Thursday, July 03, 2014

Random thoughts and lots of tea

Photograph from

On death and letting go
We are never really introduced to a very useful concept of life, and death. The concept of letting go. Letting go of a painful past, sadness, fear, failure and most importantly, letting go of someone you love by choice or no choice, as happened in this case. For most people I know, the importance of letting go and more significantly, 'ways of letting go gracefully' was never broached as a subject worth deliberation at any point, not even while growing up. 

Another concept that often evades active discussion is that of death itself and the associated experience of intense fear and despair in the context of fearing one’s own death or that of a loved one. Generally, people avoid mentioning death in a conversation as it is stereotypically understood as a bit of a ‘mood-spoiler’ when there are other, more positive and fun things to talk about instead. So people don’t prefer to talk about it unless they are forced to by circumstances. This does point towards one thing though: a high level of denial towards death even though it would certainly come, sooner or later. We all know that breath is not a permanent thing. It stops one day for each one of us who is reading this (or not). Our denial or acceptance of it will not change that fact.  

This article touches upon both these concepts in a random way, without trying to tie loose ends or join the dots. The intention is to be able to contemplate constructively. 
An alternative view regarding physical death, which is not so escapist in nature, is that if we understood final death (of the body) differently, and if we knew how to let go gracefully by not making a great deal out of the ‘going away’ part, as everyone alive is pretty much on the same way out. We existed fine before we checked-in (into the body) and we will be just fine after checking-out. This is something we need to start cultivating trust in. That way, we would probably be more at peace with ourselves and the world, and we wouldn't feel the need to feel extremely bad or ‘unfortunate’ about the experience of loss that death brings along. That physical part of us from where we are feeling this loss is also in a constant process of dissolving you see! With this insight in the background, it is possible to see the final physical death as the other side of the coin of life, not as an experience to be avoided or postponed at any cost, that too in vain!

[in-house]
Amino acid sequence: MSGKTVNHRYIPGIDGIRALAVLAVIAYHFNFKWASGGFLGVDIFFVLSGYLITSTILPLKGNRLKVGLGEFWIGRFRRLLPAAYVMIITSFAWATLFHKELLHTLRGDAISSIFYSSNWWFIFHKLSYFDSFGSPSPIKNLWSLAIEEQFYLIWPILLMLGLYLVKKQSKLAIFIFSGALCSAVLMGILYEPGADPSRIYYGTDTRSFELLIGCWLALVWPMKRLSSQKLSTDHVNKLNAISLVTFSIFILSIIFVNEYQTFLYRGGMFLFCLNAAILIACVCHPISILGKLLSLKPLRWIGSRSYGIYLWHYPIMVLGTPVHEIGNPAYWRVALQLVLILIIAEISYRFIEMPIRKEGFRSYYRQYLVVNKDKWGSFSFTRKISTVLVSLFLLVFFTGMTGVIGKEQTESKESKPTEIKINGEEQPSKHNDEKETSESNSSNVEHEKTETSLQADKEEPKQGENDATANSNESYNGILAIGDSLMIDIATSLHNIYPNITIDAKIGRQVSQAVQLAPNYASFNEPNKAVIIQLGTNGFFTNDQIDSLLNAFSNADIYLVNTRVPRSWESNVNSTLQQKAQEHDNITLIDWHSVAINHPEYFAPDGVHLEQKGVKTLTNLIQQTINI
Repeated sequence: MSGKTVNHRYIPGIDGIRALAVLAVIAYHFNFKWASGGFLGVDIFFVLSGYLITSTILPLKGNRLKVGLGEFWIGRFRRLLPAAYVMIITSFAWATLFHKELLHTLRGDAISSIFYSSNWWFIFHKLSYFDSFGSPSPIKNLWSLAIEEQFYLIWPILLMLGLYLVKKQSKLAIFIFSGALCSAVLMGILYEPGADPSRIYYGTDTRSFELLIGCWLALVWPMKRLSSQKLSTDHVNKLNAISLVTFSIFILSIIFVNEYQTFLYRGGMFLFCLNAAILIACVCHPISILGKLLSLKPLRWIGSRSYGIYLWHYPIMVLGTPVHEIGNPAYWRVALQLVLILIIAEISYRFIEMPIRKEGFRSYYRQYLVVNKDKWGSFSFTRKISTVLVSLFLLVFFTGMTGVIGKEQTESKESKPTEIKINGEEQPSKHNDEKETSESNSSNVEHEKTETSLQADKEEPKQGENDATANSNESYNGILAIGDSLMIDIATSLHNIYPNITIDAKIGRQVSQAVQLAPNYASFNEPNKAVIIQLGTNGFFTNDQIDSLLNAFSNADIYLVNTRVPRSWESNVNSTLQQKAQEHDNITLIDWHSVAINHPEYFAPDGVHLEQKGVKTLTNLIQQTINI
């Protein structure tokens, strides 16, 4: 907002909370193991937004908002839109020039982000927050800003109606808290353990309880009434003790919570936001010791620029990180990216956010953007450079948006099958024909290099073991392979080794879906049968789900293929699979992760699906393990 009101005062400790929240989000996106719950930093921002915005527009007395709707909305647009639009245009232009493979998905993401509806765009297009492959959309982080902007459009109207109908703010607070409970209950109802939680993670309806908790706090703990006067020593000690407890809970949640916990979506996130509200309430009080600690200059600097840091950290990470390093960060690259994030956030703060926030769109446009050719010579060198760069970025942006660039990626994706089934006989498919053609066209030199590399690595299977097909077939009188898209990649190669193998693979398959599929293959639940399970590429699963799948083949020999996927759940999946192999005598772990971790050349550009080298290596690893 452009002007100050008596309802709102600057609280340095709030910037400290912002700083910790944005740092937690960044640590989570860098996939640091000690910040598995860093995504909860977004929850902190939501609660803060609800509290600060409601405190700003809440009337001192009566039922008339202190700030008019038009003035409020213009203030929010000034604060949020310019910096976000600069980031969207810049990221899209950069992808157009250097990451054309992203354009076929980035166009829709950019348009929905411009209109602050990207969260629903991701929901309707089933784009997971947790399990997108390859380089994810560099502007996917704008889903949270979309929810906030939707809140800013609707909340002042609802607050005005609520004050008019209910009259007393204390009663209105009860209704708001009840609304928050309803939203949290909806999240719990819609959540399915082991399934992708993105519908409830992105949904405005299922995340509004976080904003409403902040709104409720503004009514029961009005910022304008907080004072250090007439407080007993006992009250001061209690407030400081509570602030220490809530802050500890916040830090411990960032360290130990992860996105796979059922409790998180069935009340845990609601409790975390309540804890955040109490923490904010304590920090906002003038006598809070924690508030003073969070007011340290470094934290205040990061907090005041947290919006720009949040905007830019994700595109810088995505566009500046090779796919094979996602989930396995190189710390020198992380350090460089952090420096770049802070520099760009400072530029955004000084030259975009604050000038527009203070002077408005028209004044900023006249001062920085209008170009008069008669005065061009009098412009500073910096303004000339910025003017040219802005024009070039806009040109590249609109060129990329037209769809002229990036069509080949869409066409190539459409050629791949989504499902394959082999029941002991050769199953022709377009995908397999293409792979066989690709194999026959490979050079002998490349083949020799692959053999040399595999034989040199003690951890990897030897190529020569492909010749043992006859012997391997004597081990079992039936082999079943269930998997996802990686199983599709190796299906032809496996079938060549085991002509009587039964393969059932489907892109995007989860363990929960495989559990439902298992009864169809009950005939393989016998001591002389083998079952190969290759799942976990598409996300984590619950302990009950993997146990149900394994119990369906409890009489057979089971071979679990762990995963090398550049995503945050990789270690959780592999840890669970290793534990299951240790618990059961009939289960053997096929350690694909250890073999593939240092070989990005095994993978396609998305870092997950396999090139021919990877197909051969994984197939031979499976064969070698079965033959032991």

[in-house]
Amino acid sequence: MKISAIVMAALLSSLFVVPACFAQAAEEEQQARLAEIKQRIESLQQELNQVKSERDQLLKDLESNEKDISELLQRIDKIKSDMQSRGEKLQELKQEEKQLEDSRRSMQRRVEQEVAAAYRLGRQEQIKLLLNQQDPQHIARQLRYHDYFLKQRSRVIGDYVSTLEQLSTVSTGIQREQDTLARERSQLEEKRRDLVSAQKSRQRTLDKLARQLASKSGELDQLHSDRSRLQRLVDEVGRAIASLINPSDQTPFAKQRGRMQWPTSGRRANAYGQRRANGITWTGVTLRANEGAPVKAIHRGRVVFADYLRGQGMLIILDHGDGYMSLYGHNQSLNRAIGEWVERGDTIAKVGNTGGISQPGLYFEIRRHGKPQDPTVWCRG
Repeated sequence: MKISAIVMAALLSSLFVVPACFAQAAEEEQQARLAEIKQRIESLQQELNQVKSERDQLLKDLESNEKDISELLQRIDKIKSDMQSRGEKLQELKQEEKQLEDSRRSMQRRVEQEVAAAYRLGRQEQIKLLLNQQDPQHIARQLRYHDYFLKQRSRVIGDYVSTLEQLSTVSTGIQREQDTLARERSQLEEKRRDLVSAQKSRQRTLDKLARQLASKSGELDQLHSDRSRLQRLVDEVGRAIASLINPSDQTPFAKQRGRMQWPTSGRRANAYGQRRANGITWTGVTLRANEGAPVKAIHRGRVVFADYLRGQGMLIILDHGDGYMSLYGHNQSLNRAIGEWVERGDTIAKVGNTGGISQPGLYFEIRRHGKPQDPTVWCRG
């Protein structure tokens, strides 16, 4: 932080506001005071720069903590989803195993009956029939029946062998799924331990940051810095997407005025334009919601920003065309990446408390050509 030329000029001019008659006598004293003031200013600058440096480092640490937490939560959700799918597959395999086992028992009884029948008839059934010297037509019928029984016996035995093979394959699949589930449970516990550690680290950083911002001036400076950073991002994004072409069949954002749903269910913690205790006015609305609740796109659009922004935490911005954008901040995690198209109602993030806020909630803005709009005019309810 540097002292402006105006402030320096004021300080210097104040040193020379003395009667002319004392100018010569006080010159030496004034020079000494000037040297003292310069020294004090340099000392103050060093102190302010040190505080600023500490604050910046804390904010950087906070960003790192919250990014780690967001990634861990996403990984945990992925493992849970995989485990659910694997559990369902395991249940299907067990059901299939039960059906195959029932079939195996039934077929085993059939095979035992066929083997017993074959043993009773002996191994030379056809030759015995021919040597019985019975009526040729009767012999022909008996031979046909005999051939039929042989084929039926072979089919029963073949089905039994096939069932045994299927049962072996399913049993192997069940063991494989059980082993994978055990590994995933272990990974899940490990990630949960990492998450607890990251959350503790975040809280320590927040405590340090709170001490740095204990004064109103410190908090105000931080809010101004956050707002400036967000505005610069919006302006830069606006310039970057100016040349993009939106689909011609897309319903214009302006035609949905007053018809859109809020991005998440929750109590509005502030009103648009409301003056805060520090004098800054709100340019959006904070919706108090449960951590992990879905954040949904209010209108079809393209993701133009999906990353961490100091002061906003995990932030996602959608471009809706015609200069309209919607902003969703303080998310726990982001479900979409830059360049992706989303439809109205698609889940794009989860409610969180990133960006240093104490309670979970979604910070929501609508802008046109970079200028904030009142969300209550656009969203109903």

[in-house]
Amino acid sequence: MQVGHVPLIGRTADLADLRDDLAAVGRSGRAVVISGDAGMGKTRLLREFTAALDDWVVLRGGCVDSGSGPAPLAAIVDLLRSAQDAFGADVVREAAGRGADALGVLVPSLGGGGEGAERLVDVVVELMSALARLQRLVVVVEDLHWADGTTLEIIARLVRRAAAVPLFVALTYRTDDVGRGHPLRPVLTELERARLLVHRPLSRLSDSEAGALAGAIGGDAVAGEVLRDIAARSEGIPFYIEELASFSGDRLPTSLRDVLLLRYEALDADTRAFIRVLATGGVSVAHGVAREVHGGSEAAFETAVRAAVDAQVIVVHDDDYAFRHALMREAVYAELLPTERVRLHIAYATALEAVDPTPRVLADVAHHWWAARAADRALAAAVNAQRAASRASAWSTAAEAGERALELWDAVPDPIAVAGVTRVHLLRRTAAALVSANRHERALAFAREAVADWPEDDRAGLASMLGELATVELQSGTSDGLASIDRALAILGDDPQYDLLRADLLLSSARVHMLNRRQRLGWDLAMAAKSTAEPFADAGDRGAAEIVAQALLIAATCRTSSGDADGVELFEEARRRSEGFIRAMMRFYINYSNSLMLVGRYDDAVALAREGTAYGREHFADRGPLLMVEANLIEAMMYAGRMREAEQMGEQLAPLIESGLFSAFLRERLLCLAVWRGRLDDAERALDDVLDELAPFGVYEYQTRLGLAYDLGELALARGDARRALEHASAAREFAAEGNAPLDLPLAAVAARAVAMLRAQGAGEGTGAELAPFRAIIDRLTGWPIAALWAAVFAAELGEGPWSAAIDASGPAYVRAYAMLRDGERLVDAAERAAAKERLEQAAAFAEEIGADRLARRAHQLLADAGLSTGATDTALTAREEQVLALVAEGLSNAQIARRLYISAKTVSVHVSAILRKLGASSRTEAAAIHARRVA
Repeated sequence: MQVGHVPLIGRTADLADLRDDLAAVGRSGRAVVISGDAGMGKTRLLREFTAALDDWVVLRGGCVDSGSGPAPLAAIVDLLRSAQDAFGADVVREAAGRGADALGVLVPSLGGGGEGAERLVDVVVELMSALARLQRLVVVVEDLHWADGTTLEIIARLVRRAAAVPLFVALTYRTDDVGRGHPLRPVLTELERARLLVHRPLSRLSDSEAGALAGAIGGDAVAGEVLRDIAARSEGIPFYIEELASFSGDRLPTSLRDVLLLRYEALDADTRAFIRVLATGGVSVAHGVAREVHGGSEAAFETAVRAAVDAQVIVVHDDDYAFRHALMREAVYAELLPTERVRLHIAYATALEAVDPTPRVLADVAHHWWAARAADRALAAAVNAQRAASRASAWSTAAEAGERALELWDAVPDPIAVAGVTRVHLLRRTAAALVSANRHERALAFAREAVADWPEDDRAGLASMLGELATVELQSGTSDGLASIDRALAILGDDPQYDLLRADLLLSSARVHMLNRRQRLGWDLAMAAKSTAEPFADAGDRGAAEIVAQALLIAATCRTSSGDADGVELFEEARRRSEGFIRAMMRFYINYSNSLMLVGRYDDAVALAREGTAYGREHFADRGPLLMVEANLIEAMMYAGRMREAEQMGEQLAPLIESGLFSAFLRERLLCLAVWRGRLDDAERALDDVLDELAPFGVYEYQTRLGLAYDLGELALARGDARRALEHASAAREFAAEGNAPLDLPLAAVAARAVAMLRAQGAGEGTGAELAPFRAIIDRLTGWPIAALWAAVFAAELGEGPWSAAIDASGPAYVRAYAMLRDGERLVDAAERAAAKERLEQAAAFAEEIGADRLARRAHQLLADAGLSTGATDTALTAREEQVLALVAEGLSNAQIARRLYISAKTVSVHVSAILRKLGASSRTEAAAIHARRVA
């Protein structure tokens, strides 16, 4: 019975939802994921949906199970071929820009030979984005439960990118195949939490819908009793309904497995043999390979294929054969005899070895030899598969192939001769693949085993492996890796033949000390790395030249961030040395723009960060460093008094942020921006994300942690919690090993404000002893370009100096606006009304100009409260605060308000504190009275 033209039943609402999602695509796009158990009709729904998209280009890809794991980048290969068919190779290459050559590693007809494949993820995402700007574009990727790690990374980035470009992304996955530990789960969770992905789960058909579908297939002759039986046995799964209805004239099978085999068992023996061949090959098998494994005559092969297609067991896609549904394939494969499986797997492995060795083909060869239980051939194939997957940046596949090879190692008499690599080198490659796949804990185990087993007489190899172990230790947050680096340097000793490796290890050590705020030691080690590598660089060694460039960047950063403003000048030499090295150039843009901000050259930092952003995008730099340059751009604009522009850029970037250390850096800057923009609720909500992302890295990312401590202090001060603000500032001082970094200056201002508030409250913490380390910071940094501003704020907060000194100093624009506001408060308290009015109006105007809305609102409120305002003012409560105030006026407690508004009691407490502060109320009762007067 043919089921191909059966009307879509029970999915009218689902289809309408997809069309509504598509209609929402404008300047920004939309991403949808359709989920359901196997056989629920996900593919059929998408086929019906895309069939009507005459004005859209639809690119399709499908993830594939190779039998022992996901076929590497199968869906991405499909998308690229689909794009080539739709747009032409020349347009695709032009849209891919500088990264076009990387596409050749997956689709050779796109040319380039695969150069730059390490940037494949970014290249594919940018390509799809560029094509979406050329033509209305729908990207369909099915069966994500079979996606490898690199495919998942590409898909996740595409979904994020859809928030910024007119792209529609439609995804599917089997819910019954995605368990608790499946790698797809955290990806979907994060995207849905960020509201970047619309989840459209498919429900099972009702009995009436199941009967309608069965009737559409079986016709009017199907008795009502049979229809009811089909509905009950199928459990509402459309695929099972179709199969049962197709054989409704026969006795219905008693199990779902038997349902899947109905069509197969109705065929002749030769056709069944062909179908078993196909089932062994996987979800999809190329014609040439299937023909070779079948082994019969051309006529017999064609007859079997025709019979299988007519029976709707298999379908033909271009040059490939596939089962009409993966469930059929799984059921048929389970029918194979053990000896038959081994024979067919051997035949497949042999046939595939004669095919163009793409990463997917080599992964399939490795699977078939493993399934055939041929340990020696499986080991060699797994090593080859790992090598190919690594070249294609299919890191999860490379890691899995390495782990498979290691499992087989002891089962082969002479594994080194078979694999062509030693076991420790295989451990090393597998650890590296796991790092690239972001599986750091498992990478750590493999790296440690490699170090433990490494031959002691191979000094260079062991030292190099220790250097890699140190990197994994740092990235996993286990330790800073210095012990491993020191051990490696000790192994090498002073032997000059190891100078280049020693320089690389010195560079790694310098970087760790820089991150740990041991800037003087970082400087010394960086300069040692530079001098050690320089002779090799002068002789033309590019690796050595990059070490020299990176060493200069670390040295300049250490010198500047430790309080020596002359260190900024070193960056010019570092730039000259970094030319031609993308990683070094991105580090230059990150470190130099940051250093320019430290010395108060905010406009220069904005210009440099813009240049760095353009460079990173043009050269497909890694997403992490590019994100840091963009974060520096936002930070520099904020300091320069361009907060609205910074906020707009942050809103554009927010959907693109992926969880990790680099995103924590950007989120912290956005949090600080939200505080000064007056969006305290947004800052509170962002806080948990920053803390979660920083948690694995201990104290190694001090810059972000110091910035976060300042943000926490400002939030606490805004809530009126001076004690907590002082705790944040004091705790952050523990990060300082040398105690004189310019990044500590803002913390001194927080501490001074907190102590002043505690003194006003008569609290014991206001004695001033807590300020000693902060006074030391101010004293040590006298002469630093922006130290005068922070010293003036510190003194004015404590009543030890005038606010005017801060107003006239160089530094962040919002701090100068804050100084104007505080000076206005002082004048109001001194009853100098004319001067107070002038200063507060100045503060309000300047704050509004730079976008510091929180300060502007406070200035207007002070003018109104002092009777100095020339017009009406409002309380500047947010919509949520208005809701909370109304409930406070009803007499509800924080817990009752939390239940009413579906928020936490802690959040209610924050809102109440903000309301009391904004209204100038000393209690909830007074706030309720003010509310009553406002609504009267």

Once we accept that, we would be more focused on the quality of life we live, the meaning and purpose we give it and ways we can optimize all the good things life has to offer, as long as it lasts.

Acknowledging death
Experiencing death of a family member is a reality we all go through at one point or another in life. I have experienced the same recently and that is what has prompted me to write about it, perhaps for sharing of some of the experiences, a cathartic process by itself. The death I am referring to was most unexpected as everything was fine one day and then, suddenly, out of the blue, there was the diagnosis of an illness at its last stage, pretty much beyond the scope of medical science. Technically, there was a cure and it was even applied in time, but there was no cure to the side-effects of the cure!

Soon enough, the inevitable happened. Friends and relatives queued up at hospital first and then at home to pay their last respects. ‘God is to blame for this,’ someone else tried to explain the occurrence nobody was ready to acknowledge initially, so high was the level of disbelief. Then slowly, reality began to sink in as there was nothing more left to do to change the situation we were all finally heading towards. Overall, for one long month, relentless efforts were made for revival and recovery of the concerned person: the best doctors, the most expensive procedures, but nothing was enough to postpone what cannot be postponed endlessly anyway.  

While modern medicine does provide immediate relief to patients but there is one thing for which it should be squarely critiqued. Allopathic procedures overwhelmingly overlook the quality of life of the person whose time for transition has come, and the doctors know it too. Still, they pierce and cut as often as needed, assuming the patient has no consciousness at any level. They penetrate the patients’ body with tubes, pipes and injections; apply bandages on eyes that probably still want to see, make incisions, draw blood, leave the bones broken (after CPR for instance), utterly imposing themselves over the patient’s probable last-minute felt-need…

Maybe the patient would have wanted solitude, hear a prayer, hold hands of loved ones, or go through transition in a spiritually reassuring environment. Maybe the patient didn't prefer living through the panic and chaos of doctors (and other strangers), which is far from reassuring during his or her last moments. Of course family members make that (expensive) choice on the patient’s behalf. It is not an easy choice for them either: whether to let go now or hope for a miracle of modern medicine, later. In most cases of patients in the ICU, the last-minute aggressive medical interventions get prioritized and they take away from the quality of one of the most important and inevitable experiences of life, i.e. death, making it more painful, fearful, shocking and seemingly out-of-place for everyone involved.